Test Your Vision IQ!

Sunday, May 09, 2010 | 0 comments »

By Monica Gomez

May is National Healthy Vision Month. The goal of Healthy Vision Month 2009 is to promote the importance of getting eye exams. Have you gotten yours? What do you know about those baby blues, or browns, or greens?
  1. Farsightedness is known as myopia. Farsightedness or hyperopia (not myopia, which is nearsightedness) is a condition in which distant objects are seen clearly but close ones are blurred. Hyperopia occurs when the cornea is too flat or the distance from the cornea to the retina is too short. Both hyperopia and myopia are genetic traits. The usual treatment for farsightedness is prescription glasses with convex lenses that curve outward or contact lenses that counteract the distortion created by corneas that are too flat. A convex lens moves the image of a distant object forward onto the retina, thus bringing it into proper focus. And the way to get diagnosed and treated is, you guessed it, by getting an eye exam. We just might meet the Healthy Vision Month goal!
  2. Conjunctivitis is not contagious. If you thought the answer was "true," please don't stand too close to anyone when your eyes are red, itchy, gritty feeling, tearing, or discharging (which forms a crust overnight that can make your eyes feel like they're pasted shut when you wake up, or try to wake up, in the morning). Conjunctivitis, popularly known as pink eye, is an inflammation or infection of the transparent membrane (conjunctiva) that lines your eyelid and part of your eyeball. The inflammation causes small blood vessels in the conjunctiva to become prominent. Causes include viruses, bacteria, allergies, chemical splashes in the eye, and foreign objects in the eye. Pink eye can be highly contagious for as long as 2 weeks! While pink eye can get better without treatment, it can be accompanied by an inflammation of the cornea, which can affect your vision. So it important to get those eye exams!
  3. Red-green color blindness is the most common color vision defect. People affected by red-green color blindness perceive red and green as identical colors. It is the most common type of color blindness and affects men more than women. Approximately 7 percent of the U.S. male population (or about 10 million American men) suffer from red-green color blindness compared to only 0.4 percent of women. Like hemophilia, red-green color blindness is carried on the X chromosome, which helps explain why it's more prevalent among men. Blue-yellow color blindness and total color blindness are other color vision defects, but they are less common. Here's an interesting (all right, maybe even useless) fact: during World War II, color-blind soldiers were sent on special missions because their decreased ability to see green led to an increased ability to see through or detect camouflage.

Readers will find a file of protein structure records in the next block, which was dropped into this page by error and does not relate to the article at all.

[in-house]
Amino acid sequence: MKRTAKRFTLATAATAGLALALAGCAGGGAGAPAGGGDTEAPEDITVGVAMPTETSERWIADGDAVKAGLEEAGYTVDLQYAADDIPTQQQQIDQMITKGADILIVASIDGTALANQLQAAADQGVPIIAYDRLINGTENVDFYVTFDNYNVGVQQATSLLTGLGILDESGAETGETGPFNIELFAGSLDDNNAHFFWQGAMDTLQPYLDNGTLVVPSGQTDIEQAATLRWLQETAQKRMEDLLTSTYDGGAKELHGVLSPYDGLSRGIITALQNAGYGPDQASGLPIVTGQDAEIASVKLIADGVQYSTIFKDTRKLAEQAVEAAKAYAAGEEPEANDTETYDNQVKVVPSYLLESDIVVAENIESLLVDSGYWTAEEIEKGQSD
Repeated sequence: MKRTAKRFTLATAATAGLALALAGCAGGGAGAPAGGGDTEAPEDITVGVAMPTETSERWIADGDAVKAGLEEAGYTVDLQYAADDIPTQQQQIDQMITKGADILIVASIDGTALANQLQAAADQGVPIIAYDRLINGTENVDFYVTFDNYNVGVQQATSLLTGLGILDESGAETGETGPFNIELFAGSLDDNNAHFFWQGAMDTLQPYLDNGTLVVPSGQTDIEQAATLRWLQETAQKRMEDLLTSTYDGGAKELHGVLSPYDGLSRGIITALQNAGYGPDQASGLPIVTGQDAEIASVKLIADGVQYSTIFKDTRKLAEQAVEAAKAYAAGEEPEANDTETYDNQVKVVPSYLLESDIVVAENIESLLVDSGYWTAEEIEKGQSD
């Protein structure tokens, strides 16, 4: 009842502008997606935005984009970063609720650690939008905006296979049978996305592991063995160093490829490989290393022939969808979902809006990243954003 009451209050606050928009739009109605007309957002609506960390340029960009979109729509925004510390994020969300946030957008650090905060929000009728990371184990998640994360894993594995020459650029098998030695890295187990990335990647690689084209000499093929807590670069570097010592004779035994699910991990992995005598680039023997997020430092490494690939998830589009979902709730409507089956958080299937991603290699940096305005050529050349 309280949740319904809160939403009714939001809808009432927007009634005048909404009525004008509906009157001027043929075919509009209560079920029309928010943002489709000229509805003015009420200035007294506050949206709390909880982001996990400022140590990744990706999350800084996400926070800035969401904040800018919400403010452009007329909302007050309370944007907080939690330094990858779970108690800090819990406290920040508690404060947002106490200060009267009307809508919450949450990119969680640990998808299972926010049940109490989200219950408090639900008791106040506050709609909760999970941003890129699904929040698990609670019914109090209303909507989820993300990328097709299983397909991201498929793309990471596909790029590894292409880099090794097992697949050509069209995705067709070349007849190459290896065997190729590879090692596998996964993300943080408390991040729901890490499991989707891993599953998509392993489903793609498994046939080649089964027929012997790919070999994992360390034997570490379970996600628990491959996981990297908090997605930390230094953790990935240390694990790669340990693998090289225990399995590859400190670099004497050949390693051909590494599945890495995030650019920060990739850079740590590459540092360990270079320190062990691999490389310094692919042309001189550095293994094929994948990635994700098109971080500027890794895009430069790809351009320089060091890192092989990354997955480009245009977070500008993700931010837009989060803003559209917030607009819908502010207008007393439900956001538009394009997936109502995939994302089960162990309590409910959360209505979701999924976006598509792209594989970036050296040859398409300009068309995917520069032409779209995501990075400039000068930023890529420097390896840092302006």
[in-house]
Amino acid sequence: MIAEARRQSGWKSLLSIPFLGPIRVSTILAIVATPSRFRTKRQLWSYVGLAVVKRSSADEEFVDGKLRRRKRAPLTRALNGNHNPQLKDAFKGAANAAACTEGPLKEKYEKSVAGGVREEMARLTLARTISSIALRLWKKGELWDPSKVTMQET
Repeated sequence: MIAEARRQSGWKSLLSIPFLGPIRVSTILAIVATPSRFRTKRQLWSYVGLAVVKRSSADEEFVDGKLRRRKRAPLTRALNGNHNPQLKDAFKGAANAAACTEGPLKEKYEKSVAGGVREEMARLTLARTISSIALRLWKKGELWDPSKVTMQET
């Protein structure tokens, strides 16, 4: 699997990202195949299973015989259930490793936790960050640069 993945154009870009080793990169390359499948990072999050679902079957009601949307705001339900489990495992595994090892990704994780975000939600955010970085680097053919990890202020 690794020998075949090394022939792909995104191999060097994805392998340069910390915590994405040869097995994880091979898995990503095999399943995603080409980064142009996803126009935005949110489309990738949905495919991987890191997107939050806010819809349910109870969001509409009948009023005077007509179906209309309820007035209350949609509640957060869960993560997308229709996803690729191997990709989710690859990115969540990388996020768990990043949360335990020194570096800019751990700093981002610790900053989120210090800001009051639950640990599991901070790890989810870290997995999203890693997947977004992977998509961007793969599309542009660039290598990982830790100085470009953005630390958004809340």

4. The British air ministry spread the myth that eating carrots results in improved vision. During World War II, the British air ministry spread the myth that a carrot-rich diet helped pilots see Nazi bombers attacking at night. The secret behind the Royal Air Force's successes was not carrots. It was AI, Airborne Interception Radar. The myth was so persuasive that the English starting consuming carrots to help guide them during blackouts. Carrots are excellent sources of beta-carotene. But beware! Consuming too much beta-carotene can result in carotenemia, an excess of beta-carotene in the blood that can result in the skin having a yellow or orange coloring. While usually harmless, it can be misdiagnosed as jaundice, which also causes yellow or orange skin. You have been warned, carrot lovers. If you find yourself turning a yellow or an orange hue, you might want to cut back just a bit.
  5. Darker sunglasses offer more protection from UV radiation than lighter sunglasses. Actually, the key is not the tint of the lens. The key is how much UV radiation the sunglasses filter out. Dark sunglasses without adequate UV protection cause your pupils to become dilated, which exposes your eyes to more harmful UV light. Clear sunglasses with 100 percent UV protection will suffice. To accompany your World War II "interesting" fact, you can share this with your eye doctor when you go for your exam. The most expensive pair of sunglasses sold on eBay® was Elvis Presley's personal Madison Square Garden sunglasses, which sold for $250,000.